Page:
That is why the series starts at this point in history - there is hope born with Rimon's discovery. Humanity can be re-united and live in true peace.

Most of the subsequent fiction in this universe is written about the channels and how their physiology, abilities, requirements and needs differ from those of the rest of the Simes.

Simes who are not channels are called renSimes. Gens who can just barely bring themselves to let a Channel take their selyn very slowly are called donors (with a small d).

Channels can't satisfy their personal need for selyn (the selyn they need in order to live) by drawing it slowly from donors. Every month, a Channel must draw selyn quickly and to satisfaction from a Gen. That, however, tends to kill the Gen - unless the Gen has a certain talent for it. Such talented Gens are called at first Companions - and in later centuries Donors with a capital D.

So between the vast Gen community and the smaller but voracious Sime community stand the Channels and Donors.

At first, this strange lifestyle is practiced only in Rimon's own small community called Fort Freedom. Four generations later, we have the founding of The Householdings, starting with Zeor founded by a direct descendent of Rimon (who was also named Rimon). And the requirement for membership in a Householding for a Sime is that the Sime must not kill Gens. For Gens, the requirement is that the Gen must give all the selyn the Gen possibly can to support the Simes. And the Channels take care of channeling that selyn from Gens to Simes to prevent the Kill.

During the ensuing century or more, the Householdings developed in little enclaves of perverts dotting the landscape of one Sime Territory and then spreading to others. They were much loathed, feared and hated by the "junct" Simes - the Simes who killed Gens to live, mostly because humans find reasons to hate anyone who's different.

During this time, there is sporadic and unreliable rumor out-Territory that there are some Simes who don't kill - but any sensible Gen wouldn't believe such nonsense.

Then comes a turning point with the novel House of Zeor - where significant historical changes begin to occur in the relationship between Sime and Gen Territories.

That story continues in Ambrov Keon by Jean Lorrah and Zelerod's Doom by Jacqueline Lichtenberg and Jean Lorrah.  

Communication and civilization has organized to the point where people get good solid educations in such obscure disciplines as mathematics - and it finally becomes clear to enough people that if things go on the way they are going, the Sime population will rise to the point where they will kill all the Gens - and then the remaining Simes will die of attrition.

It is now understood that breeding Gens in pens for a single usage isn't the answer - one must recycle one's Gens.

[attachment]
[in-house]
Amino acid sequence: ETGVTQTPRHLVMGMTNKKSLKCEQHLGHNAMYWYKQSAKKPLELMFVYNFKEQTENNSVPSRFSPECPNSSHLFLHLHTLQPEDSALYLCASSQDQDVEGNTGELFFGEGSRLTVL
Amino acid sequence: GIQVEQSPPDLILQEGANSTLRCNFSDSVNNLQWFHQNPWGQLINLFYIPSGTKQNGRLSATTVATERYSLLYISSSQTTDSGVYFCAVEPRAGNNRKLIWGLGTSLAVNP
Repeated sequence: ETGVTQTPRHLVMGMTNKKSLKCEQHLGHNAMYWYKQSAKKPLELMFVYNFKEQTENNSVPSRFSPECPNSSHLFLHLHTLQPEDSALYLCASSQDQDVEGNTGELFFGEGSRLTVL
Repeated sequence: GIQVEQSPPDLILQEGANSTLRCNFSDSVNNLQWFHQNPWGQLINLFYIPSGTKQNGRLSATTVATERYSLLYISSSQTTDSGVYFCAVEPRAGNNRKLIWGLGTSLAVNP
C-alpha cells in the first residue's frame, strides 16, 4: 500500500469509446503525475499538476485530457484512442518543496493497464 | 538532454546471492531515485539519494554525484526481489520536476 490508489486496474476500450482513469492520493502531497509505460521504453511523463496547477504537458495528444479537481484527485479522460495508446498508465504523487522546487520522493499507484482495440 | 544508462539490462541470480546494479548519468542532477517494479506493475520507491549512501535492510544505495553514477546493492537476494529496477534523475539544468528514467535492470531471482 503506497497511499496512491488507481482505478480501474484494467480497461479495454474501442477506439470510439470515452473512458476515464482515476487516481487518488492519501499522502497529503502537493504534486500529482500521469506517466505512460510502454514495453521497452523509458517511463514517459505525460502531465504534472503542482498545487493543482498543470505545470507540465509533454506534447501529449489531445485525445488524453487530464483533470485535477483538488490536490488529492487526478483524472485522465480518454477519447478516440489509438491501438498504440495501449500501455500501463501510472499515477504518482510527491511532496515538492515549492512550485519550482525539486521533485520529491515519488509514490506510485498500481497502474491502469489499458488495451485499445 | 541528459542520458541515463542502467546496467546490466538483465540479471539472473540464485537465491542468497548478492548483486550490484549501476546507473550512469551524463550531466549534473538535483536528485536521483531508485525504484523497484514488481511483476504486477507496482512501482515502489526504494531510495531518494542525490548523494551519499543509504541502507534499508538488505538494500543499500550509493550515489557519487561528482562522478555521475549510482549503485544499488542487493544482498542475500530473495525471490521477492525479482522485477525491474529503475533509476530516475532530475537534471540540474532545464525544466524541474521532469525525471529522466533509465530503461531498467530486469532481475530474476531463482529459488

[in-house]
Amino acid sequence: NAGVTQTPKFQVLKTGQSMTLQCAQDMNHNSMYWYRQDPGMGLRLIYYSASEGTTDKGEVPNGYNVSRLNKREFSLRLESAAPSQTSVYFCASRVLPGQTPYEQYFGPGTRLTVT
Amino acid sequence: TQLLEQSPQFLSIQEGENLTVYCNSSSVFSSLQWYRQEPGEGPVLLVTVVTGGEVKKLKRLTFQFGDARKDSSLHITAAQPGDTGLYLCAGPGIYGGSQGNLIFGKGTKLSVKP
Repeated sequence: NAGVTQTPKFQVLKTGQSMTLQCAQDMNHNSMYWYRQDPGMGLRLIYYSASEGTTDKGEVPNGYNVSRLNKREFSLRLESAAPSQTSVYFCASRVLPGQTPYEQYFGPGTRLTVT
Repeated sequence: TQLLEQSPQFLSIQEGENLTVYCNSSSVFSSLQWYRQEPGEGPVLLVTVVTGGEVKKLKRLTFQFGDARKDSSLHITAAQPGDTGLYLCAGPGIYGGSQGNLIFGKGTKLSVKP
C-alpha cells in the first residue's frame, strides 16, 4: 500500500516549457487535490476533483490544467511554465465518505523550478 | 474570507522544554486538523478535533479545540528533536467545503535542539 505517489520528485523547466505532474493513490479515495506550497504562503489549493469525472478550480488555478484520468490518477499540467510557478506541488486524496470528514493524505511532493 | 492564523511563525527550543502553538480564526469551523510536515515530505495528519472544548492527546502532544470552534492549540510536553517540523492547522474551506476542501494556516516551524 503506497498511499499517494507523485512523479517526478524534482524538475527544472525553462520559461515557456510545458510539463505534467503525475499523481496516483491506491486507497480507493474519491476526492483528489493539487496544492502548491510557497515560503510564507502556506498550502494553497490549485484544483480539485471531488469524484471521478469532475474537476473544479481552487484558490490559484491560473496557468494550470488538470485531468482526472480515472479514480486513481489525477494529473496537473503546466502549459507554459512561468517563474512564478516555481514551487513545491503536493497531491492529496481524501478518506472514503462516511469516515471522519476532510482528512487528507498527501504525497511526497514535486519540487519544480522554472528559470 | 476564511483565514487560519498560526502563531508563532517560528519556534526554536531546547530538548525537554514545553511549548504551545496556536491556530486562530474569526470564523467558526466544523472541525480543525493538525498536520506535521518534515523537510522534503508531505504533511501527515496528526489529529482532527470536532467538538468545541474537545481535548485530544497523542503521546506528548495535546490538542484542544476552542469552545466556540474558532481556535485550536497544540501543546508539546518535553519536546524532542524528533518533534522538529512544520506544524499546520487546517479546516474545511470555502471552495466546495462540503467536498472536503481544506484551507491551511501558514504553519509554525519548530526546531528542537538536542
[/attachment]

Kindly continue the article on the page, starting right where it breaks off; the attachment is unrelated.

Given one single political opportunity, the Tecton - the organization of hundreds of Householdings - takes over one of the biggest Sime Territories and signs a treaty with the adjacent Gen Territory government to prevent Simes from Killing Gens - to abolish the pens and disjunct the entire Territory.

Of course, that's impossible, but they don't tell the Gens that. After a certain age, Simes who have killed to live must continue to do so or they will die. The majority of the Sime-Territory population is too old to disjunct. And so the Secret Pens are founded, along with the ghastly distrust that prevents real Unity between Sime and Gen for another century or more.

Kerry Lindemann-Schaefer's wonderful novel, The Only Good Sime is set at the end of this era of uneasy truce between the Territories and involves the last of the disjunct Channels allowed by the Tecton to work as a Channel. He killed by accident at his changeover and had to go through the agony of disjunction (almost didn't make it), and is considered peculiar and untrustworthy because of being disjunct.

Changeover is the point in the life of a Sime where puberty sets in. No one can predict whether a given child will be Sime or Gen until that child hits puberty. The process starts with either Changeover into a Sime or Establishment into a Gen form of adulthood. It ends with sexual maturity. This happens to a child at anywhere from 10 years of age to no later than 17.

When a Sime changes over, in a matter of a few hours to a couple of days, the body undergoes a tremendous upheaval. The biology shifts from a child's metabolism to the adult energy-using (but not producing) form.

All children are born with a supply of selyn that will last until this point in life. Changeover uses up the last of that supply of selyn. At the same time, a set or organs and glands forms. On both forearms, from elbow to wrist, the young Sime develops six tentacles. Four of them are strong, for gripping prey and preventing all twisting movement. Two of those four handling tentacles lie sheathed along the top of the arm. Two lie sheathed along the bottom. They emerge from orifices near the wrist and can be extended as far as the ends of the fingers. These, however, are not the dangerous organs.